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ICYMI: Our Social Media Posts This Week -- Aug. 24 - 30, 2014

Below is a review of our posts (on Facebook, LinkedIn, and Twitter) from the past week.  You can check out the full posts by clicking on the links.

The post on Sunday 8/24/14 confirmed that being hit by a flying hot dog is not an inherent risk of watching baseball (at least in Missouri). A baseball fan was hit in the eye with a hot dog thrown by the team mascot and suffered a detached retina. Jurors found no liability based on that being an inherent risk of baseball. On appeal, the court said there was no inherent risk of being hit with a flying hot dog and sent the case back to the trial court.

TAKEAWAY:  While you might think attendance at a baseball game results in assumption of all risks, that is apparently not true as to things that may be related to but not a part of the game.

          The post on Monday 8/25/14 talked about the cost for a noose and saying the “N” word, “monkey” and “boy”. About $250,000 after the EEOC’s suit against a trucking company and a favorable jury verdict. Who used those words? The company’s general manager (who was the employees’ boss), dispatcher, several mechanics and other truck drivers (all of whom are Caucasian). The employees complained but nothing changed.

TAKEAWAY: Even if someone says they are joking, employers cannot allow any type of derogation, slur or discrimination in the workplace.

On Tuesday 8/26/14 the post was about a current hot spot for EEOC enforcement, pregnancy discrimination, and how it cost an employer $15,000. For 2 days’ work. The employee worked at a retail store for 2 days and was discharged after telling her manager she was pregnant.

TAKEAWAY:  Taking adverse action against an employee because of pregnancy is illegal – just don’t do it. NOTE: taking action against a pregnant employee based on another reason is ok.

The post on Wednesday 8/27/14 reminded us not to address an employee’s FMLA request as was done by this employer. Why? It hits the pocketbook HARD. In this case, a former employee of a supermarket chain got a jury award of about $536,000 when he was discharged after taking time off for back surgery. When the employee requested time off for surgery for something he claimed was work-related, the company denied it was job-related and so denied the workers’ comp request (telling him to switch to a request to use his own insurance). The employee filed the comp claim anyway and took an unpaid FMLA leave for surgery. When his doctor released him to light-duty work, the employer refused the accommodation. He was discharged shortly after (he refused the severance package and decided to sue). What was the sword to the employer’s throat? During trial, the company's owner admitted that had the employee not gone out on leave for back surgery, he never would have been discharged!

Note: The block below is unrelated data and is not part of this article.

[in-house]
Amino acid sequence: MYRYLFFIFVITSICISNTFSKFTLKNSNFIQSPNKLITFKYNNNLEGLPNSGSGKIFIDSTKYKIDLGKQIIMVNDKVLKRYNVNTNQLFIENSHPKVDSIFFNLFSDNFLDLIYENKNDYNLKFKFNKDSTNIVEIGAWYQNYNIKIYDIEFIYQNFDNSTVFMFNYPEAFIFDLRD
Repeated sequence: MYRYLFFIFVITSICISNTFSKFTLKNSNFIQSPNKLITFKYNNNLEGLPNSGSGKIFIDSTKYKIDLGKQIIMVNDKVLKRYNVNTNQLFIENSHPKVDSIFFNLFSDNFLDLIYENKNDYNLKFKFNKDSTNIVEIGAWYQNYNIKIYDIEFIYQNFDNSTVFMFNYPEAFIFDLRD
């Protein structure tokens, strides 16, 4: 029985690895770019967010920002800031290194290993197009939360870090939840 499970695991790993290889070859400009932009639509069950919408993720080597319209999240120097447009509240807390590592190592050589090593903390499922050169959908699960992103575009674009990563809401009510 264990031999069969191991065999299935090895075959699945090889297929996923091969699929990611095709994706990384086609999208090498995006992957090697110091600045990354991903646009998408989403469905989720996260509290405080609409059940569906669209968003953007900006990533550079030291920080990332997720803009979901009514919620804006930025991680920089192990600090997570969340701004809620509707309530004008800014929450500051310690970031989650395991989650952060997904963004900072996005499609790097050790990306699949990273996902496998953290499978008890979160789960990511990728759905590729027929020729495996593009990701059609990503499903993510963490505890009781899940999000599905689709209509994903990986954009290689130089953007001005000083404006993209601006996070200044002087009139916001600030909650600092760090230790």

TAKEAWAY: Don’t just refuse an FMLA leave request out of hand – and when you do refuse a request, don’t retaliate against the employee for having made the request.

On Thursday 8/28/14 the post confirmed that name-calling can get quite expensive for an employer. There, the employer, a car dealer, agreed to pay $100,000 to settle a national origin and religious discrimination suit. What happened? The employer’s managers allegedly addressed Arab Muslim employees using offensive slurs like “terrorist” and “Hezbollah” and made mocking and insulting references to the Qur’an and how Muslims pray.

TAKEAWAY: Employers must make sure to respect all religions, even those different from their own; if they don’t, they will pay.

Friday 8/29/14’s post reminded that even though Ramadan is over for this year, employees may still need religious accommodation at other times of the year. While the employer should attempt to grant accommodation requests based upon religious issues, it need not if there will be undue hardship. Employers should consult with an employment attorney as to what may or might be considered an undue hardship for their business.

TAKEAWAY: Remember that as with other areas, accommodation for religion is an interactive process and there is not necessarily just one right answer.

Finally, the post yesterday 8/30/14 was a reminder that a request for FMLA leave can be a hidden request for ADA accommodation. Many employers deny an FMLA leave request (for an employee’s own serious health condition) but then do not look at it under the ADA – this can lead to a lawsuit. Who found this out? Sears (to the tune of $6.2M for 235 plaintiffs), SuperValu ($3.2M for 110 plaintiffs) and Verizon ($20M). Yes, those are millions.

TAKEAWAY: When an FMLA leave request for an individual’s serious health condition is denied, automatically consider it under the ADA – don’t wait for the employee to make a request for ADA consideration.

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Reader Comments (1)

I find the case about a man being hit with a flying hot dog a little comical. I am wondering though, if this case will create a change in the spectator experience at sporting events. I assume signs may be put up warning people of the risks, but I wonder if some venues will go so far as to have fans sign release of liability waiver http://www.ohio-comp.com/attorneyprofiles.html

February 9, 2015 | Unregistered Commentersean

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